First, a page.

17 Apr 2008

Data Modelling in Practice

Filed under: IT, Maguffyn — Tags: , , , , — maguffyn @ 15:34 UTC

I try to keep my hand in at creating data models- for whatever strange reason I still enjoy sitting down with a set of requirements documents and working out the logical and then physical data model to meet those requirements (As a quick aside, I still prefer Oracle as my target database, but that is just because the oil business has been dominated by it for so long that it has become my ‘comfort food’ of database systems. Either that or the fact that there was a particularly hot woman who worked there and was one of my (many) not girlfriends. But I like to think it is the former reason)

I studied the theory behind data modelling whilst at University, but for the past 9 years, my approach has pretty much been do it this way (or that way) because it ‘feels’ right. If I had to put a formal qualification on my natural data modelling tendancies then I would have figured it was probably somewhere around 3rd Normal Form. Except that some recent work has caused me to reconsider- or at least hit the textbooks again to verify what level I normalise to.

First of all I had to compare the way an application was storing its data compared to how it used to in the old version. My first reaction was that the new way was simply correct and that is how I would have modelled it (in fact I could find an example of doing exactly that in one of my models). Imagine my surprise when I find out that the vendor’s model is actually in 5th Normal Form. Wow, so my gut feel approach actually skips over 3rd, BCNF and 4th and goes straight to 5th. Cool.

Except that now I have just finished reviewing a guideline document and apparently the simple act of adding the effective_date, expiry_date type of information that we all do means that I am now creating a 6th Normal Form. Even more cool, I am doing really smart things, without really knowing about it.

Except that when I go back to my textbooks and read up on these really rather academic discussions I am not entirely sure that I have even addressed all the subtleties of 5th Normal Form. Then I can’t even find any mention on 6NF in the text book (it was only published in 1994 after all, so there have been a number of advances since then) and have to hit the internet to find out what it means. Again, I find that I am not sure if what I do is actually meeting the subtleties of 6NF.

So I come to 1 of 2 conclusions:

  1. I am not normalising to 5NF or 6NF in which case I am being sold a bunch of horse…. by the vendors and technical authors who are trying to justify their existence, but don’t actually know what they are talking about. This is highly likely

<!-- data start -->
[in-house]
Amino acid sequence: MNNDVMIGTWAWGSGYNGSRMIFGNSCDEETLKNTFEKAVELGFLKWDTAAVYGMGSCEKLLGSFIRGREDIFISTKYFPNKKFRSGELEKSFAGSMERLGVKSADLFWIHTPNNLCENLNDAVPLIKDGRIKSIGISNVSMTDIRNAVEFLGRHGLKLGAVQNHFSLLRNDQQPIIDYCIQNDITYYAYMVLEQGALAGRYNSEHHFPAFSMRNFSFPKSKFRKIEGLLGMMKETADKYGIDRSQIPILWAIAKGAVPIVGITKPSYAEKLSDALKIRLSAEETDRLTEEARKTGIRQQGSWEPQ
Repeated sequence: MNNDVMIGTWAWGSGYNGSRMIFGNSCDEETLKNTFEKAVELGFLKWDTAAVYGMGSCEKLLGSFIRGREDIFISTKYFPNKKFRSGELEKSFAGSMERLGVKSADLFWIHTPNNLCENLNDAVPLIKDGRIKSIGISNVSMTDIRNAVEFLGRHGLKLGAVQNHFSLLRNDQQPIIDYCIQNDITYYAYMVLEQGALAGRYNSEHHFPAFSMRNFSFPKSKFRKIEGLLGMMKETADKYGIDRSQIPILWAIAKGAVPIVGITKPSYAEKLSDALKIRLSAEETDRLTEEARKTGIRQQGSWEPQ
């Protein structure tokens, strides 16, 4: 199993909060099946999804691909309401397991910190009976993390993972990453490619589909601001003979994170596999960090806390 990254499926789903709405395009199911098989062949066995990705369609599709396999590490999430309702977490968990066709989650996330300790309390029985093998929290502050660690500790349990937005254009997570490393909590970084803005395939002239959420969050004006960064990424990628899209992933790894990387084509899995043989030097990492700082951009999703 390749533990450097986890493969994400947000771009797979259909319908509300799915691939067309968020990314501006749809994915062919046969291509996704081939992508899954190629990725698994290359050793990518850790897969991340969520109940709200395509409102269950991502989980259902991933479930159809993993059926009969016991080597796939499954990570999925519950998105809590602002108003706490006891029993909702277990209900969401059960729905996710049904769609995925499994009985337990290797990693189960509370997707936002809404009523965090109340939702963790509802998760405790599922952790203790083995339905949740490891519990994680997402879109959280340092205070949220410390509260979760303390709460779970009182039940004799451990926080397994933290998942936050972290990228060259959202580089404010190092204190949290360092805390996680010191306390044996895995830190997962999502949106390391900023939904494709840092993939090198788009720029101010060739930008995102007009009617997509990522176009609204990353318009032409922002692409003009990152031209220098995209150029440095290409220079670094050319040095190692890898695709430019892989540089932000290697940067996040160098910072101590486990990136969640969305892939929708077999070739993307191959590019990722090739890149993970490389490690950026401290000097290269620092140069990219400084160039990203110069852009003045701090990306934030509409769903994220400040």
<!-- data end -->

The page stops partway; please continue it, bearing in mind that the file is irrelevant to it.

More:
2. I am normalising to 5NF and 6NF and the academic understanding behind what I do is beyond my comprehension. I just understand that I do what I do

Option 2 is quite possible, after all, it is highly unlikely that Wayne Gretzky could explain why he was so much better at doing what he did on a hockey rink than anyone else, likewise for Pele on a football field or Picasso in front of a canvas etc etc. In which case I must be afflicted with a data modellers equivalent of the Photographer’s Eye. Which may well be the case- I have worked with people (1 person in particular) and we just saw the solution to a modelling problem in the same way. We couldn’t necessarily explain why we saw it that way, but invariably the solution stood up to whatever tests were thrown at it and eventually got accepted by the naysayers.

So, to bring this back to modelling in practice; if you find someone who is good at data modelling (and don’t take their word for it, get a few other data modellers to verify their work) they are probably doing many, if not all, of the things to create a model that is in 5th, 6th or even more Normal Form. They just won’t know why they are doing it that way. But, and this is crucial to the practicality bit: when I created the temporal aspect of a database, I occasionally had to go against every principle in my body and not only create effective_date and expiry_date but also an active_flag. Now, obviously there are situations where a row can be effective, not yet expired but not active- but in my case I had to add the extra attribute because the user could then simply click a check box in the UI and a trigger in the DB would populate the relevant date columns. So was I in 6th NF or not had I not even made it to 3NF? At the end of the day it didn’t matter, because the app met the user requirements, the developers could code against it and the DBA could manage the tables. And all of those issues combined is the true test of a practical data model


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